It is therefore of interest to explore alternative concepts for information technologies, besides the ongoing developments according to Moore's law. Ideally, these new concepts will be blended with future transistor-based circuitry, to create the most (energy)-efficient devices. In the presentation, I will reflect on these developments, introducing concepts such as neuromorphic circuitry and in-memory computing. Ongoing work at MESA+ in this area will be described and opportunities for the future will be discussed.
Hans Hilgenkamp is a professor at the MESA+ Institute for Nanotechnology and the Faculty of Science and Technology of the University of Twente. His research involves nano- materials with special electronic and/or magnetic properties, such as superconductors or resistive-switching materials, with applications in sensors or novel ICT devices. After his PhD in Twente (1995) he held positions at the IBM Zurich and the University of Augsburg, before returing in 2000 to Twente. He was visiting/parttime professor at CSIRO-Sydney, the National University of Singapore and the University of Leiden. From 2014-208 he was dean of the Faculty of Science and Technology and after that became co-director of the MESA+ BRAINS Center for Brain-Inspired Nanosystems. He obtained a KNAW Research Fellowship, the NWO VIDI and VICI grants, was a co-founder of the Global Young Academy, and is a Fellow of the American Physical Society. He is coordinating the large-scale National Science Agenda (NWA) program 'NL-ECO: Netherlands Initiative for Energy-Efficient Computing', that was recently awarded.
Lecture by Prof. Natalie Stingelin – Georgia Institute of Technology, Atlanta, USA
Phase Diagrams of Complex Materials: From the Katana, Swiss Chocolates to Organic Semiconductors
In the past decade, significant progress has been made in the fabrication of polymer-based devices, such as organic light-emitting diodes (OLEDs), organic field-effect transistors (OFETs) and organic photovoltaics (OPVs), predominantly due to important improvements of existing materials and the creation of a wealth of novel compounds. Many challenges, however, still exist: from achieving reliable device fabrication, increasing the device stability and, more fundamentally, gaining a complete understanding how structural features over all length scales affect important optoelectronic and photophysical processes in such polymers, including charge transport, charge generation, and general photovoltaic processes. Here we demonstrate how classical polymer science tools can be used to elucidate the structure development of semiconducting polymers from the liquid phase, how such knowledge can be exploited to manipulate their phase transformations and solid-state order and, in turn, their electronic features and device performances. More specifically, we will illustrate how rules that explain the mechanical properties of the Katana and distinguishes good from lesser tasty chocolates, can be applied to organic semiconductors to manipulate their properties and, hence, and their consequent performance when used as active layers in organic optoelectronic devices, with focus on organic organic photovoltaic cells. Moreover, we discuss how the relatively new fast-calorimetry technique, that can measure with rates of up to 5,000 °C/s can be utilized for the identification of thermodynamic transitions of donor polymers and acceptor molecules commonly used in the organic solar cell area. Examples are provided how the change in glass transition temperature of a common polymer semiconductor that can be used to track polymer degradation upon light exposure. In short, we will demonstrate how thermal analysis can be exploited to obtain important structural information of organic energy harvesting materials, and how processing guidelines can, in turn, be established towards materials of specific optical or electrical characteristics, and improved materials design for organic photovoltaic blends.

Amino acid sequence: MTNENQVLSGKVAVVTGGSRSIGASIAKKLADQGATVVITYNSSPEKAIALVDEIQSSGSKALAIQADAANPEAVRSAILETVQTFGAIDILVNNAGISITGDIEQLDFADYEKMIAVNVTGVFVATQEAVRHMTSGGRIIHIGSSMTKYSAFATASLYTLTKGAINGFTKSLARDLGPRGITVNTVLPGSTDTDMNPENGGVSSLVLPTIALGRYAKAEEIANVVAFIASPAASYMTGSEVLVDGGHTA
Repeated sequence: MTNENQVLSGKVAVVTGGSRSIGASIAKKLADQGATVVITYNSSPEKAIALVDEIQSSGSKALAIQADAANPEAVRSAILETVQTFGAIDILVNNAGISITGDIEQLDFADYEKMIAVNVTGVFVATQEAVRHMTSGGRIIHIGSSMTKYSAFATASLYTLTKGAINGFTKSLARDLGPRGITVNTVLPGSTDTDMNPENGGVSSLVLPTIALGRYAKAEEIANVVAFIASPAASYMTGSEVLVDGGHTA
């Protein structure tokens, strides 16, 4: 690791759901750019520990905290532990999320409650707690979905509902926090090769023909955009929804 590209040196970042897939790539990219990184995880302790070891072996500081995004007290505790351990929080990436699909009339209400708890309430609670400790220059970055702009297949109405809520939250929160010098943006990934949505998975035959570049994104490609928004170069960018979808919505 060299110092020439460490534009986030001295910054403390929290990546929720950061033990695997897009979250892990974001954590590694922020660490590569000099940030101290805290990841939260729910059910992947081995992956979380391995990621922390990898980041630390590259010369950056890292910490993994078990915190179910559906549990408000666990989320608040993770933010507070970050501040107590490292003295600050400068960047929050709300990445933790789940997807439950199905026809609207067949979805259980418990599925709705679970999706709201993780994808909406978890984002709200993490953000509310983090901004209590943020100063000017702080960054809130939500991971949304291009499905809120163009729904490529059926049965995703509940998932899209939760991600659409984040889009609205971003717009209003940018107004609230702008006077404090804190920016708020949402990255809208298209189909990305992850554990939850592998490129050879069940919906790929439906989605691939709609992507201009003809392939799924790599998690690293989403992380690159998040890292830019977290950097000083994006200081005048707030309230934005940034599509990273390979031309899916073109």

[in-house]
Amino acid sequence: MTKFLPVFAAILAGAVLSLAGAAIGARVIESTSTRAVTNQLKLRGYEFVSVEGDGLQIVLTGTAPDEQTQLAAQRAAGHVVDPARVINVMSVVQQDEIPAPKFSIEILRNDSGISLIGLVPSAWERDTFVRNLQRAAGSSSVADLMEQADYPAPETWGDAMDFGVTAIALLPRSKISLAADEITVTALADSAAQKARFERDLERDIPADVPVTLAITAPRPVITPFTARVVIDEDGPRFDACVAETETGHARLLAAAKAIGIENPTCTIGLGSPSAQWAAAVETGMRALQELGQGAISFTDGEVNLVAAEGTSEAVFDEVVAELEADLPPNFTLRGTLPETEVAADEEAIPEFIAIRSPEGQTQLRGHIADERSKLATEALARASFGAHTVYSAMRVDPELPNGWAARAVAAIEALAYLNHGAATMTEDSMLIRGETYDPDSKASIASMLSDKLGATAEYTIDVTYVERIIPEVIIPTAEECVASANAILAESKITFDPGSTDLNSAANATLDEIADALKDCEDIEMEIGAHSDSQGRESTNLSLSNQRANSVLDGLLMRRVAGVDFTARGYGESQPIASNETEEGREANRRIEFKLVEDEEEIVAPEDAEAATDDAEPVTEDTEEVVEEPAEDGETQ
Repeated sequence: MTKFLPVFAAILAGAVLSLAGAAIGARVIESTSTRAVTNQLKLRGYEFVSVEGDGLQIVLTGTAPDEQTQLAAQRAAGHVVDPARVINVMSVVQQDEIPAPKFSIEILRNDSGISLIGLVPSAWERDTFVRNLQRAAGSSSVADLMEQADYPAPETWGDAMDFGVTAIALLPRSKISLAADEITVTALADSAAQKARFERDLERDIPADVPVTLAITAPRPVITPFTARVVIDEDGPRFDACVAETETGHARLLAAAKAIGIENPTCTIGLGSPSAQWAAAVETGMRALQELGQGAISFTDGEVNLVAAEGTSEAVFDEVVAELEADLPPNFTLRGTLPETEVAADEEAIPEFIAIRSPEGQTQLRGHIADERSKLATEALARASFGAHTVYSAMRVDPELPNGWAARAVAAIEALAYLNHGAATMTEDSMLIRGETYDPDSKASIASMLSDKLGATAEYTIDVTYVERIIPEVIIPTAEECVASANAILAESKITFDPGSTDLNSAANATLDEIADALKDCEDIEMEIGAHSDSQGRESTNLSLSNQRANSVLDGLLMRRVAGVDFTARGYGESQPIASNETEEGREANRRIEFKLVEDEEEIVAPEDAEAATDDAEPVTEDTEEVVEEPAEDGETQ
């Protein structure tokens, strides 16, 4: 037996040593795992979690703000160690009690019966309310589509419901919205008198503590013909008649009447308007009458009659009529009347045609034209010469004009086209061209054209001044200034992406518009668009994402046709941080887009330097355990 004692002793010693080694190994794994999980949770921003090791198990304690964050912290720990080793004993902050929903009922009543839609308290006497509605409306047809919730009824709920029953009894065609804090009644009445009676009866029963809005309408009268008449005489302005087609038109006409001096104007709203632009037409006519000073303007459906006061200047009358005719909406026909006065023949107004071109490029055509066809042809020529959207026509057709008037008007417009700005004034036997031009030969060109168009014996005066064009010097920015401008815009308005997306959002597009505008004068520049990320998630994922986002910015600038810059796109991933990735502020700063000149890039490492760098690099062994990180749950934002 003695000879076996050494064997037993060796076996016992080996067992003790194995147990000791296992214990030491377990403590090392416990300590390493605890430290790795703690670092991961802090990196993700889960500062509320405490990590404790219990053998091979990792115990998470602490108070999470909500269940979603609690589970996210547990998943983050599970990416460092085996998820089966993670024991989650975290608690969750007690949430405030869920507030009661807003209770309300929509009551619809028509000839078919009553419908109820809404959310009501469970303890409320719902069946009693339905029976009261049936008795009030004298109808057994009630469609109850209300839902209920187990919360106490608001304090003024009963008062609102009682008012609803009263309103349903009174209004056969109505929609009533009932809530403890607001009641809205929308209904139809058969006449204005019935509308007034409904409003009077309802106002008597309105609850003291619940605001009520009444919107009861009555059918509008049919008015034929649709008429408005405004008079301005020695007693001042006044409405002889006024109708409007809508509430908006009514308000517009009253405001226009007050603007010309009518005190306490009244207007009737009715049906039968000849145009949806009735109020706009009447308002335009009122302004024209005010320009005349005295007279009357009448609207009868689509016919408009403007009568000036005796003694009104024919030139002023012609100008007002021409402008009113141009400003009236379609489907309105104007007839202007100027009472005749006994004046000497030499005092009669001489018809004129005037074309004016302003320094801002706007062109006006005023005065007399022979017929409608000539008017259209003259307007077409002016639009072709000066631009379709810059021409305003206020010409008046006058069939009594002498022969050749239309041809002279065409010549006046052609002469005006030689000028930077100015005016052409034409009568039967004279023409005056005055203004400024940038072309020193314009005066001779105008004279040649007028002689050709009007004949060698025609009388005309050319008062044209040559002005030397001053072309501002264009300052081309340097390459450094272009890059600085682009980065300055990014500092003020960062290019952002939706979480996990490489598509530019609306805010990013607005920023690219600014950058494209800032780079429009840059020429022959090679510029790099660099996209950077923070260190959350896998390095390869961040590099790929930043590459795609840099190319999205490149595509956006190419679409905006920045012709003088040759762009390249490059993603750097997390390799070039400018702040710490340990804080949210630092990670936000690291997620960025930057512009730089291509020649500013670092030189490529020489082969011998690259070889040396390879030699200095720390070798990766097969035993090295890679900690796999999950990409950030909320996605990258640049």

Natalie Stingelin is a Full Professor at the Georgia Institute of Technology and the Chair of the School of Materials Science & Engineering. She hold prior positions at Imperial College London, UK, at Queen Mary University of London, UK; the Philips Research Laboratories in Eindhoven, The Netherlands; the Cavendish Laboratories, University of Cambridge, UK; and the Swiss Federal Institute of Technology (ETH) Zürich, Switzerland. She is the Director of Georgia Tech’s Center of Organic Electronics and Photonics, and was elected a 2023 Member of the European Academy of Sciences (EurASc); a 2021 Fellow of the U.S. National Academy of Inventors (NAI); a 2019 Fellow of the Materials Research Society (MRS); and a 2012 Fellow of the Royal Society of Chemistry (RSC). Her research interests encompass the broad area of functional polymer materials, polymer physics, organic electronics & photonics, and bioelectronics.